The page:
He was informing people around him through KakaoTalk of the fact that the temporary workers at Hyundai Motors had been beaten by the employees organized by management during their strike, and I think it revived memories of his own experience." The Korean Confederation of Trade Unions gathered an emergency committee and discussed solutions to the series of suicides.

In a statement released on this day, the confederation stated, "The Lee Myung-bak government has done nothing for the workers braving the bitter cold and protesting atop steel towers and bridges for over two months. The hopelessness that the coming five years will be worse than the last five years is driving these young souls to the edge of despair."

They continued, "The Lee Myung-bak government should immediately call for the suspension of labor repression and seizure of property for damage claims so the workers atop the steel tower can come down safely. President-elect Park Geun-hye should also resolve labor issues first if she is to talk about a grand union."

The confederation view the current government's oppression of labor as the fundamental cause of these deaths and are considering measures to expand the strike by the Korean Metal Workers' Union scheduled for next month to the level of the entire confederation.

Jeong Ho-hee, the confederation spokesperson said, "The two men took their lives mainly because of the despair expressed in the suicide note, 'another five years, I can't...' Since president-elect Park Geun-hye has mentioned a grand union, she should urgently respond to and resolve labor issues."

* A Civic Activist Dies, Too

Suicide spread from labor to the civil society. Choi (40), an activist with the Solidarity for Democracy, Peaceful Unification, and Sovereignty, was found dead in his room in Dobong-dong, Seoul on the morning of December 22. The police assume Choi died in his room from carbon monoxide poisoning caused by briquettes. They did not find a suicide note.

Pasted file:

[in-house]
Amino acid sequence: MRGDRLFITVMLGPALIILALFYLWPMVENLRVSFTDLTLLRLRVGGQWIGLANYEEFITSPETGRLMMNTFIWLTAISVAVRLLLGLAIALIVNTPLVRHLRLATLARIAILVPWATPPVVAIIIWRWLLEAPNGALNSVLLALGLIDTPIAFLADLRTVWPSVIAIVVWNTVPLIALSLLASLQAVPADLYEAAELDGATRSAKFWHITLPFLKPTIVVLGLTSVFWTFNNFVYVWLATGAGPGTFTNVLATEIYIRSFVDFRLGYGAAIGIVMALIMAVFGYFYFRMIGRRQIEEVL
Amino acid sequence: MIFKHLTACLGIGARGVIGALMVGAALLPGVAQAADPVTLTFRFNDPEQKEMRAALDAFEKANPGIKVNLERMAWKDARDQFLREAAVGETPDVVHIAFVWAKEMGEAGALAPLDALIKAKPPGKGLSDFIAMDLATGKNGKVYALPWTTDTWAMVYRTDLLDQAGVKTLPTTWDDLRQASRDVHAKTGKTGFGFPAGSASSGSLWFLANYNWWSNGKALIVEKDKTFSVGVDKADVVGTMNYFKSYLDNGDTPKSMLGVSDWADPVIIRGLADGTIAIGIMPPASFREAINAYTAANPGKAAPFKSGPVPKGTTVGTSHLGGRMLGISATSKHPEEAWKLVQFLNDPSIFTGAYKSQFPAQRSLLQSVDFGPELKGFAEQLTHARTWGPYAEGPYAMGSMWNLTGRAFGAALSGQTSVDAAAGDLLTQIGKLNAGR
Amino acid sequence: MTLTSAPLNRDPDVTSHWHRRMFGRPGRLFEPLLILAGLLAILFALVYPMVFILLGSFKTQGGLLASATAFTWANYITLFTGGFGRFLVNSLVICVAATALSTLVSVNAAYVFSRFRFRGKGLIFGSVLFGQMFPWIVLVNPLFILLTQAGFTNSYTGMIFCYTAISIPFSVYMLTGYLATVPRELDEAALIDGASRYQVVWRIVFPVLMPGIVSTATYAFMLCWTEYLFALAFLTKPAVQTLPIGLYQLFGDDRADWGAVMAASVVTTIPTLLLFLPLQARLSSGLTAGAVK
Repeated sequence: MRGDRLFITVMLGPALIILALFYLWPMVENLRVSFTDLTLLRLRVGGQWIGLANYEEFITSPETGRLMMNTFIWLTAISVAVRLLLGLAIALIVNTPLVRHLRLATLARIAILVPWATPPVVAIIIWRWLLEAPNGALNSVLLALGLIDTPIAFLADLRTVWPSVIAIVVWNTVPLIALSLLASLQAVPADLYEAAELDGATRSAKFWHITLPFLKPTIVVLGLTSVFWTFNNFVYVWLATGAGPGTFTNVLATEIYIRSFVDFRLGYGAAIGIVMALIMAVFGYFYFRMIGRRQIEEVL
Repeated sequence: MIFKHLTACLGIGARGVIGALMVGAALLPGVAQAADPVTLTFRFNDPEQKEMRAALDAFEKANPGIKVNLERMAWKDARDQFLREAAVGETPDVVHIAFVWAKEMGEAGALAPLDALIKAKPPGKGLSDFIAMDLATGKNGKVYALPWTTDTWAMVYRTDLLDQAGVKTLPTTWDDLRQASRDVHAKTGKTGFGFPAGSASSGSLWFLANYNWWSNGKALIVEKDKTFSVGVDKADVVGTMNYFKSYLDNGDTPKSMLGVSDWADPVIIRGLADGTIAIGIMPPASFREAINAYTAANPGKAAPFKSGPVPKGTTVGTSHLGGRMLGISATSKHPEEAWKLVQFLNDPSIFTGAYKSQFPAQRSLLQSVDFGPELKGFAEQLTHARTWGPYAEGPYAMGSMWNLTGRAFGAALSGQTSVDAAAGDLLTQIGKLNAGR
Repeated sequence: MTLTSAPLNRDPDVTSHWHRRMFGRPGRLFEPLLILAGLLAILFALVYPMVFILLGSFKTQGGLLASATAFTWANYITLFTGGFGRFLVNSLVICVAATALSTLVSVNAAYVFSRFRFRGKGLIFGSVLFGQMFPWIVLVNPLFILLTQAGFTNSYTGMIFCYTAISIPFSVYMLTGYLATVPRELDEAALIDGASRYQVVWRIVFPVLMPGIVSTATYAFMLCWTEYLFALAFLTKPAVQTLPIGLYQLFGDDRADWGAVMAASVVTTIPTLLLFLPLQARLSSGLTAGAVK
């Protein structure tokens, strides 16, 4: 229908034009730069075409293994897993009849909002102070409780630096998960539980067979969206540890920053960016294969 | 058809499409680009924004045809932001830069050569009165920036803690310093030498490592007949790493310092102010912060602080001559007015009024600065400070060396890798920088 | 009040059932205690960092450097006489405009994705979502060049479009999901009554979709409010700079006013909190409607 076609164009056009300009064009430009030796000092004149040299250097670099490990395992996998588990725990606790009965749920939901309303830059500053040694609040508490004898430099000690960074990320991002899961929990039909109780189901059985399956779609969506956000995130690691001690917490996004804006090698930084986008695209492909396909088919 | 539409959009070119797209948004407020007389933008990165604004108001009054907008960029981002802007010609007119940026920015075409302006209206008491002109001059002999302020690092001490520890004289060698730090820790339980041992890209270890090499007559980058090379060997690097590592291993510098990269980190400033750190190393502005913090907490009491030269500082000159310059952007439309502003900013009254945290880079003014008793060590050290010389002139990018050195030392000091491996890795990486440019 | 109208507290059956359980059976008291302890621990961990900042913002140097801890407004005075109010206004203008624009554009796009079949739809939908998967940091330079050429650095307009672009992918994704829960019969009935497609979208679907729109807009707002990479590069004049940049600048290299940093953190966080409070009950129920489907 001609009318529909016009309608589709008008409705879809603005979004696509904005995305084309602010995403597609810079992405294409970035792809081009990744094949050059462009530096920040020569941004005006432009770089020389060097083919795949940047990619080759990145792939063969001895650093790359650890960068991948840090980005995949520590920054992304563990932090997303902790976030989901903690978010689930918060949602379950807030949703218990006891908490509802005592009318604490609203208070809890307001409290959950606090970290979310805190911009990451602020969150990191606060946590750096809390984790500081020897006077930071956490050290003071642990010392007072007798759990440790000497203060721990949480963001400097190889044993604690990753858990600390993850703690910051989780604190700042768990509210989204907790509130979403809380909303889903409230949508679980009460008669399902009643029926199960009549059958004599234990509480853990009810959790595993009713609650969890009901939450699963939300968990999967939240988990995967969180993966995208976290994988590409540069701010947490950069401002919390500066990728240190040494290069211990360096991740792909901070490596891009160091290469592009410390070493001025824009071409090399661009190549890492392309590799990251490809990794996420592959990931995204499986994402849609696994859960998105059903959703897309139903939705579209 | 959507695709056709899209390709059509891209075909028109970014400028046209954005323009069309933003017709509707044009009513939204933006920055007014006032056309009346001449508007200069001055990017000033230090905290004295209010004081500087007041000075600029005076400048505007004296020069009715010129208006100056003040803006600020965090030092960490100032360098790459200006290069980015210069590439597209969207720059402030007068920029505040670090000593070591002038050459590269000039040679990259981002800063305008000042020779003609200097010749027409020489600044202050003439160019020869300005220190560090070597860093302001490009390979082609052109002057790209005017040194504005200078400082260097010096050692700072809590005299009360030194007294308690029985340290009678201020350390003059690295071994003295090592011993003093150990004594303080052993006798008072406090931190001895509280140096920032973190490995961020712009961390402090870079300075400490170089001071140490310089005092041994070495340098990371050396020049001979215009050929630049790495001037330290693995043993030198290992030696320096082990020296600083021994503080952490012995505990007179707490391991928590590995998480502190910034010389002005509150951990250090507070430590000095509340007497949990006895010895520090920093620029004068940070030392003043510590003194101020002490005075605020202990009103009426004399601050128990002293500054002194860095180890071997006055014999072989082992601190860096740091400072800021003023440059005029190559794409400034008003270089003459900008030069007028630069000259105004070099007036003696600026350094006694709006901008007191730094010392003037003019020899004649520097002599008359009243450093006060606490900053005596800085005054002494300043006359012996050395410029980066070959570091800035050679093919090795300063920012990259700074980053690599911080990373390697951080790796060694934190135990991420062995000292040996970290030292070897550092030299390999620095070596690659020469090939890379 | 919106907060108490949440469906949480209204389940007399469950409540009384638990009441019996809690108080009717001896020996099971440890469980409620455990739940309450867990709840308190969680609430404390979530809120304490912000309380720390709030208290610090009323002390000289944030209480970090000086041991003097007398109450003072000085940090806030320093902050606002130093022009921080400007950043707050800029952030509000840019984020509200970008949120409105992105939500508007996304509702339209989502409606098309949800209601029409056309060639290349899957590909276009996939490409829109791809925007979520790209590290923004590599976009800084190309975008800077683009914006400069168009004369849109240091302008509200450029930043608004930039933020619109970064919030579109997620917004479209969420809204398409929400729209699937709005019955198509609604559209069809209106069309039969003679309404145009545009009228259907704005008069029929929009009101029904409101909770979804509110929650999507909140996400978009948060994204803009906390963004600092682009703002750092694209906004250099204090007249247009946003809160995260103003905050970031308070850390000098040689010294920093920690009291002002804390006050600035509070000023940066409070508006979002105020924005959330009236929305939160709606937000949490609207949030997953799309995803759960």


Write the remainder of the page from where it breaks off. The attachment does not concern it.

A member of the civic group said, "Choi did not leave any signs or a suicide note and I can hardly believe he took his own life. I think the election results had a big impact on this [Choi's death]."

After joining the solidarity, Choi actively took part in civic movements with particular interest in the extension of voting hours, issues on temporary workers, and the laid-off workers of Ssangyong Motor. His acquaintances conveyed that Choi had a job, and so during the presidential election period he spent most of his time after work trying to realize a new rule by ousting the Saenuri Party.

He was the student president of Kwangwoon University in 1999. The member from the solidarity said, "He never once frowned at people and was the kind of person who took good care of the people around him. Although he himself was a temporary worker, he was not pessimistic. He was actively involved in civil movements and I'm sorry to see him go."

* Nationwide Protests in Seoul, Busan, Etc.

The Korean Confederation of Trade Unions decided to convene a committee in response to the "martyrs' struggles" with the Korean Metal Workers' Union, the Busan and Ulsan chapter, and the Hanjin Heavy Industries branch. The committee will hold a memorial rally to protest management's labor suppression in front of the Hanjin Heavy Industries' Yeongdo shipyard daily at 7:30 p.m.

They will hold a rally to adopt their resolution in front of Hanjin Heavy Industries on December 26 7:30 p.m. and on December 27 the Yeongnam chapter of the confederation will hold a rally in front of Busan Station. The committee has also decided not to hold a funeral until Hanjin Heavy Industries withdraws the 1.5 billion won claim for damages.

Protests against labor repression will be held in Seoul as well. A Coalition for a World without Layoffs, Temporary Workers and Labor Repression, consisting of 17 work sites with on-going labor disputes, and the Network for a World without Temporary Workers plan to hold a cultural event in memory of these deaths in front of Daehanmun, Deoksugung Palace, Seoul at 7 p.m. on December 26.

Copyright The Kyunghyang Shinmun. All rights reserved. Reproduction and redistribution without permission absolutely prohibited.